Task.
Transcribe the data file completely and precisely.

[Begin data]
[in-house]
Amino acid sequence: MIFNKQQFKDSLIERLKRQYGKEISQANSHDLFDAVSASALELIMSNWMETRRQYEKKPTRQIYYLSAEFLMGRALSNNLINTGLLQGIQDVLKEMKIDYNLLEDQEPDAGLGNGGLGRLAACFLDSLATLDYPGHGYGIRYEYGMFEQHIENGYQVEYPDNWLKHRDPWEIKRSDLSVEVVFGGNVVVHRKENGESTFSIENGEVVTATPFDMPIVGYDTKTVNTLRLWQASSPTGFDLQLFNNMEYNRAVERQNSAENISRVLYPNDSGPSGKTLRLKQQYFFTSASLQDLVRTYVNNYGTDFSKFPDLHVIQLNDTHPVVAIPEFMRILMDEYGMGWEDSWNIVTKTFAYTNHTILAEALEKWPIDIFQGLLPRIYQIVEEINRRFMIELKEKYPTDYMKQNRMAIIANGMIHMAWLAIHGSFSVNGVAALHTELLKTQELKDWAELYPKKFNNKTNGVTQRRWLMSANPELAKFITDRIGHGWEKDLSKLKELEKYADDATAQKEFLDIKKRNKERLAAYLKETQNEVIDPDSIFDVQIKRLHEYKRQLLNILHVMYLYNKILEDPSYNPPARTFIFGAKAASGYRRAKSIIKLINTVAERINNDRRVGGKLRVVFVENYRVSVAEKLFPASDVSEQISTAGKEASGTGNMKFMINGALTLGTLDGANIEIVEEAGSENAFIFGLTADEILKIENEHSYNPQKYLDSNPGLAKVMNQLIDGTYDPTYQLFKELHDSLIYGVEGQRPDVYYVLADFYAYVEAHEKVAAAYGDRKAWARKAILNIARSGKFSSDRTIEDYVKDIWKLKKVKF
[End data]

[in-house]
Amino acid sequence: MIFNKQQFKDSLIERLKRQYGKEISQANSHDLFDAVSASALELIMSNWMETRRQYEKKPTRQIYYLSAEFLMGRALSNNLINTGLLQGIQDVLKEMKIDYNLLEDQEPDAGLGNGGLGRLAACFLDSLATLDYPGHGYGIRYEYGMFEQHIENGYQVEYPDNWLKHRDPWEIKRSDLSVEVVFGGNVVVHRKENGESTFSIENGEVVTATPFDMPIVGYDTKTVNTLRLWQASSPTGFDLQLFNNMEYNRAVERQNSAENISRVLYPNDSGPSGKTLRLKQQYFFTSASLQDLVRTYVNNYGTDFSKFPDLHVIQLNDTHPVVAIPEFMRILMDEYGMGWEDSWNIVTKTFAYTNHTILAEALEKWPIDIFQGLLPRIYQIVEEINRRFMIELKEKYPTDYMKQNRMAIIANGMIHMAWLAIHGSFSVNGVAALHTELLKTQELKDWAELYPKKFNNKTNGVTQRRWLMSANPELAKFITDRIGHGWEKDLSKLKELEKYADDATAQKEFLDIKKRNKERLAAYLKETQNEVIDPDSIFDVQIKRLHEYKRQLLNILHVMYLYNKILEDPSYNPPARTFIFGAKAASGYRRAKSIIKLINTVAERINNDRRVGGKLRVVFVENYRVSVAEKLFPASDVSEQISTAGKEASGTGNMKFMINGALTLGTLDGANIEIVEEAGSENAFIFGLTADEILKIENEHSYNPQKYLDSNPGLAKVMNQLIDGTYDPTYQLFKELHDSLIYGVEGQRPDVYYVLADFYAYVEAHEKVAAAYGDRKAWARKAILNIARSGKFSSDRTIEDYVKDIWKLKKVKF